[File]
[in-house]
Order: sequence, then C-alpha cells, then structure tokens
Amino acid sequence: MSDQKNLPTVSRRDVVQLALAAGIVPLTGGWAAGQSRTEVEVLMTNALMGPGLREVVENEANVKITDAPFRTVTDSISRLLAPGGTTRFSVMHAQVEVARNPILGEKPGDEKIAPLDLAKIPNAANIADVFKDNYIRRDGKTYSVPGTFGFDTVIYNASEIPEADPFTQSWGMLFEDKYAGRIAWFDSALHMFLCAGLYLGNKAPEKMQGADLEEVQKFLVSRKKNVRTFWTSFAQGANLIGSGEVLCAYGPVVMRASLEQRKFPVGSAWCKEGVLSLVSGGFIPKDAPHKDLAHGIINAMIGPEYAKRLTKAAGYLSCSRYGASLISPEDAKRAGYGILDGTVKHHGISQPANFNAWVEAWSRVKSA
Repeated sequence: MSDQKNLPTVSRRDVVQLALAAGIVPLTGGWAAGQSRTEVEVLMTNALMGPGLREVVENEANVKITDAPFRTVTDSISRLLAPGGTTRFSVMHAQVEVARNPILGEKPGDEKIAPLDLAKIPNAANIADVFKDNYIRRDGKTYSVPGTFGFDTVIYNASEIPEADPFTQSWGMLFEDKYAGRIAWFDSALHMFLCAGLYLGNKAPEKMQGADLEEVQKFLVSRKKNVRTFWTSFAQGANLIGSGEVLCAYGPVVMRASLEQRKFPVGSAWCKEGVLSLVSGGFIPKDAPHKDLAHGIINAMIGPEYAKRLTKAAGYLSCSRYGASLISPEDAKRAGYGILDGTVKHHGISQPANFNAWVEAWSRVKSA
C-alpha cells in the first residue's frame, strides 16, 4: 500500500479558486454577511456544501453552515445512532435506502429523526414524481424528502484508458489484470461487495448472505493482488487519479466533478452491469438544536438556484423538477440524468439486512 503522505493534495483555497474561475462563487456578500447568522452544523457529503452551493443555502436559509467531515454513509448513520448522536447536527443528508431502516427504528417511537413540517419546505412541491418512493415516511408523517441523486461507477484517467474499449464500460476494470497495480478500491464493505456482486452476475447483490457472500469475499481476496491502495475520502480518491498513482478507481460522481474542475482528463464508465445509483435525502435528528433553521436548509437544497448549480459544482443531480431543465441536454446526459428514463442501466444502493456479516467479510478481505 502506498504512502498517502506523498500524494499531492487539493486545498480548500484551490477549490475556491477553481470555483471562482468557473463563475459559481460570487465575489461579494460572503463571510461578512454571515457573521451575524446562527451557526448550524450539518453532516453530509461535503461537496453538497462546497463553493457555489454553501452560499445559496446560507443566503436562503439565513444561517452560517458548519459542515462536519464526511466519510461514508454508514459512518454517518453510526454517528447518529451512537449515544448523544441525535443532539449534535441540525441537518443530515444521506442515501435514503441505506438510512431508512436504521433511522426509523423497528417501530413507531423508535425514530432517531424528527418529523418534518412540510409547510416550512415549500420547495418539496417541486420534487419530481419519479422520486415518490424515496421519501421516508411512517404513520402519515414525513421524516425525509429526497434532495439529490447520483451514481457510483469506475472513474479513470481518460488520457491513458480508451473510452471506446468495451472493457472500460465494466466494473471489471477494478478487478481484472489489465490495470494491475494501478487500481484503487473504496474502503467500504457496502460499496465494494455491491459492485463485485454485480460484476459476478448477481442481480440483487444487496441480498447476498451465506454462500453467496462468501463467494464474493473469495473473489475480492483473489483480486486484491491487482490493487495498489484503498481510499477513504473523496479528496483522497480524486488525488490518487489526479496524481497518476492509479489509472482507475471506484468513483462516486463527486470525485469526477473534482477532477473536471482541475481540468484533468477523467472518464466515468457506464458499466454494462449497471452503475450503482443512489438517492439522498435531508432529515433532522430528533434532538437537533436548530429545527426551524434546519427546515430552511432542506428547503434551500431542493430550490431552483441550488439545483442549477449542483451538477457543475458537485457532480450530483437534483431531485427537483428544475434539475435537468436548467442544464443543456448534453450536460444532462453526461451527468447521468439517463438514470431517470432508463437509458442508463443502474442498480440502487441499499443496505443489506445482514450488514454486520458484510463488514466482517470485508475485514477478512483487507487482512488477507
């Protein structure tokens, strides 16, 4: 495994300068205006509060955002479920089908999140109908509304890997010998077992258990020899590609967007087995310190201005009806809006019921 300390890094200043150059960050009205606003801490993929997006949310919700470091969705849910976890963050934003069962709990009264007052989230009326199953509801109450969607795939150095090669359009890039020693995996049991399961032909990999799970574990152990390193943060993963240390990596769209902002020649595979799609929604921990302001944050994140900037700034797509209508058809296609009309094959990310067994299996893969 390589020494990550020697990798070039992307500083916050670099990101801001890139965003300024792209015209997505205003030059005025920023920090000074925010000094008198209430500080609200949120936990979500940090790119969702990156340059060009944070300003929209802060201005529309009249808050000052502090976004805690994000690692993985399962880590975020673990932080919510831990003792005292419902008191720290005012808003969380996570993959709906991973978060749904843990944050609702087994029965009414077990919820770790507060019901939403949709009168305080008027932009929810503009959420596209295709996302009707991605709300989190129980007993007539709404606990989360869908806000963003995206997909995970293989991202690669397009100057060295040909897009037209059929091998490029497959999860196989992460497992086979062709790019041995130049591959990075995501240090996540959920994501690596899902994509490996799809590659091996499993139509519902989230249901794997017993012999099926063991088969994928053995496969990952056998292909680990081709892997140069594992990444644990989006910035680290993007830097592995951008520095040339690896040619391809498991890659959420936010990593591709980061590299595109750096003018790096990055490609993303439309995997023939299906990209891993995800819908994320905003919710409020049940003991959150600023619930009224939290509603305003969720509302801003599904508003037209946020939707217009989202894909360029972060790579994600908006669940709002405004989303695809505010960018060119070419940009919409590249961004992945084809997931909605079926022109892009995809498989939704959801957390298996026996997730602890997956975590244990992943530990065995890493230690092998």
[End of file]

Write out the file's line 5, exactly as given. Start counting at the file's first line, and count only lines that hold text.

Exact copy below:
C-alpha cells in the first residue's frame, strides 16, 4: 500500500479558486454577511456544501453552515445512532435506502429523526414524481424528502484508458489484470461487495448472505493482488487519479466533478452491469438544536438556484423538477440524468439486512 503522505493534495483555497474561475462563487456578500447568522452544523457529503452551493443555502436559509467531515454513509448513520448522536447536527443528508431502516427504528417511537413540517419546505412541491418512493415516511408523517441523486461507477484517467474499449464500460476494470497495480478500491464493505456482486452476475447483490457472500469475499481476496491502495475520502480518491498513482478507481460522481474542475482528463464508465445509483435525502435528528433553521436548509437544497448549480459544482443531480431543465441536454446526459428514463442501466444502493456479516467479510478481505 502506498504512502498517502506523498500524494499531492487539493486545498480548500484551490477549490475556491477553481470555483471562482468557473463563475459559481460570487465575489461579494460572503463571510461578512454571515457573521451575524446562527451557526448550524450539518453532516453530509461535503461537496453538497462546497463553493457555489454553501452560499445559496446560507443566503436562503439565513444561517452560517458548519459542515462536519464526511466519510461514508454508514459512518454517518453510526454517528447518529451512537449515544448523544441525535443532539449534535441540525441537518443530515444521506442515501435514503441505506438510512431508512436504521433511522426509523423497528417501530413507531423508535425514530432517531424528527418529523418534518412540510409547510416550512415549500420547495418539496417541486420534487419530481419519479422520486415518490424515496421519501421516508411512517404513520402519515414525513421524516425525509429526497434532495439529490447520483451514481457510483469506475472513474479513470481518460488520457491513458480508451473510452471506446468495451472493457472500460465494466466494473471489471477494478478487478481484472489489465490495470494491475494501478487500481484503487473504496474502503467500504457496502460499496465494494455491491459492485463485485454485480460484476459476478448477481442481480440483487444487496441480498447476498451465506454462500453467496462468501463467494464474493473469495473473489475480492483473489483480486486484491491487482490493487495498489484503498481510499477513504473523496479528496483522497480524486488525488490518487489526479496524481497518476492509479489509472482507475471506484468513483462516486463527486470525485469526477473534482477532477473536471482541475481540468484533468477523467472518464466515468457506464458499466454494462449497471452503475450503482443512489438517492439522498435531508432529515433532522430528533434532538437537533436548530429545527426551524434546519427546515430552511432542506428547503434551500431542493430550490431552483441550488439545483442549477449542483451538477457543475458537485457532480450530483437534483431531485427537483428544475434539475435537468436548467442544464443543456448534453450536460444532462453526461451527468447521468439517463438514470431517470432508463437509458442508463443502474442498480440502487441499499443496505443489506445482514450488514454486520458484510463488514466482517470485508475485514477478512483487507487482512488477507